How reticulated are species?
Hahn, Matthew W.
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CitationMallet, James, Nora Besansky, and Matthew W. Hahn. 2015. “How reticulated are species?” Bioessays 38 (2): 140-149. doi:10.1002/bies.201500149. http://dx.doi.org/10.1002/bies.201500149.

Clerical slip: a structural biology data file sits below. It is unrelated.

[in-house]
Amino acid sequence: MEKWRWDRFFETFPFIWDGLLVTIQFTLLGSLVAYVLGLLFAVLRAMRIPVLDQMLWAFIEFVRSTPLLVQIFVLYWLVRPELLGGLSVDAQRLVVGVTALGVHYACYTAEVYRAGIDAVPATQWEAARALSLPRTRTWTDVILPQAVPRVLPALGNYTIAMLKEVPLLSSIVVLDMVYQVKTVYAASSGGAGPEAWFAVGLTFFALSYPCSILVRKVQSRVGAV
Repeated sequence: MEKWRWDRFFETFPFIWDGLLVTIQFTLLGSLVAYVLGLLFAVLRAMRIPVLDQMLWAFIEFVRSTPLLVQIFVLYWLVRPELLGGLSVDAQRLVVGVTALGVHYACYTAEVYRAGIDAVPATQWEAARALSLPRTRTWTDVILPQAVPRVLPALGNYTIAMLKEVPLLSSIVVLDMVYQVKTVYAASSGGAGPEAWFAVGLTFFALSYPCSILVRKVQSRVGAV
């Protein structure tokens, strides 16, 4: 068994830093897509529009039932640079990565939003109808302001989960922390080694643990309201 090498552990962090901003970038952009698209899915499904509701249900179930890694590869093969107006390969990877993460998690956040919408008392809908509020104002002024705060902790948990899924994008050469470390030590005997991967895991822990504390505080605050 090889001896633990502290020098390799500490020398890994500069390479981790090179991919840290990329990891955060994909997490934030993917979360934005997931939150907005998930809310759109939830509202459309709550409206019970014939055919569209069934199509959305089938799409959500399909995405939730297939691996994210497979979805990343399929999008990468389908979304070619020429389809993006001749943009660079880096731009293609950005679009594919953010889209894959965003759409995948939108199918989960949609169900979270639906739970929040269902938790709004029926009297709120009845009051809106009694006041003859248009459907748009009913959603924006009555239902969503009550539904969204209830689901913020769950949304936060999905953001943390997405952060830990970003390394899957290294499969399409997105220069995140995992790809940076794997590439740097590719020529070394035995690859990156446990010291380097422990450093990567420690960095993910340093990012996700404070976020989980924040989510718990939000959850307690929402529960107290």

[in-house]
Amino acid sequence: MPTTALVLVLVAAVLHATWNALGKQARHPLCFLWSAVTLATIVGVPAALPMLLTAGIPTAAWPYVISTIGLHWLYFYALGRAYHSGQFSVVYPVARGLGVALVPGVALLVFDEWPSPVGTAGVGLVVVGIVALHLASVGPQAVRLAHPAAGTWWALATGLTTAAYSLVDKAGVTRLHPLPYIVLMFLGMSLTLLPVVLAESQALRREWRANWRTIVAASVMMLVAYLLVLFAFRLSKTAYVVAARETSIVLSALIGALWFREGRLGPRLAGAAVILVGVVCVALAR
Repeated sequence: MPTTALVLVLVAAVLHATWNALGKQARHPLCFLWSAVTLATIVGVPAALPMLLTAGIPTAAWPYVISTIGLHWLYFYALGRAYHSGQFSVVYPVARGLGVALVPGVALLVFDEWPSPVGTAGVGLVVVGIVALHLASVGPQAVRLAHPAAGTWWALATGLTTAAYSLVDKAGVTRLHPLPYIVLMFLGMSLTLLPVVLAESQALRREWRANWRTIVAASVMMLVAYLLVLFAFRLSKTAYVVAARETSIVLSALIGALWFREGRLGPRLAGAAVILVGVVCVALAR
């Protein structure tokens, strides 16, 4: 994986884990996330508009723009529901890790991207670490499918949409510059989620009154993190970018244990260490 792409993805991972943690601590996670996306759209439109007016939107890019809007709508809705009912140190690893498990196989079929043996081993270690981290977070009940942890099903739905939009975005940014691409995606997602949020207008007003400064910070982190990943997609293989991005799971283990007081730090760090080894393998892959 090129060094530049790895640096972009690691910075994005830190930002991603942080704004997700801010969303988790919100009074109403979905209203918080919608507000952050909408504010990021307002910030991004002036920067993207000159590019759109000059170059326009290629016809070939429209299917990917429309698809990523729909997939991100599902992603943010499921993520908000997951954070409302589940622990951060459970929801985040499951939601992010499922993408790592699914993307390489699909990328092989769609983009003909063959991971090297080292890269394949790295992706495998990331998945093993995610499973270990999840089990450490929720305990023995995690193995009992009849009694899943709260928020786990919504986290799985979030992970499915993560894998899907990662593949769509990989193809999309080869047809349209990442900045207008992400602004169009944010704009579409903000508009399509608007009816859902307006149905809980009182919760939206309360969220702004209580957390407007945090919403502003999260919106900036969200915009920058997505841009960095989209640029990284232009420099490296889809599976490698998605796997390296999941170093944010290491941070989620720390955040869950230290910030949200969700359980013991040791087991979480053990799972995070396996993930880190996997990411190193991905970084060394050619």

AbstractMany groups of closely related species have reticulate phylogenies. Recent genomic analyses are showing this in many insects and vertebrates, as well as in microbes and plants. In microbes, lateral gene transfer is the dominant process that spoils strictly tree‐like phylogenies, but in multicellular eukaryotes hybridization and introgression among related species is probably more important. Because many species, including the ancestors of ancient major lineages, seem to evolve rapidly in adaptive radiations, some sexual compatibility may exist among them. Introgression and reticulation can thereby affect all parts of the tree of life, not just the recent species at the tips. Our understanding of adaptive evolution, speciation, phylogenetics, and comparative biology must adapt to these mostly recent findings. Introgression has important practical implications as well, not least for the management of genetically modified organisms in pest and disease control.
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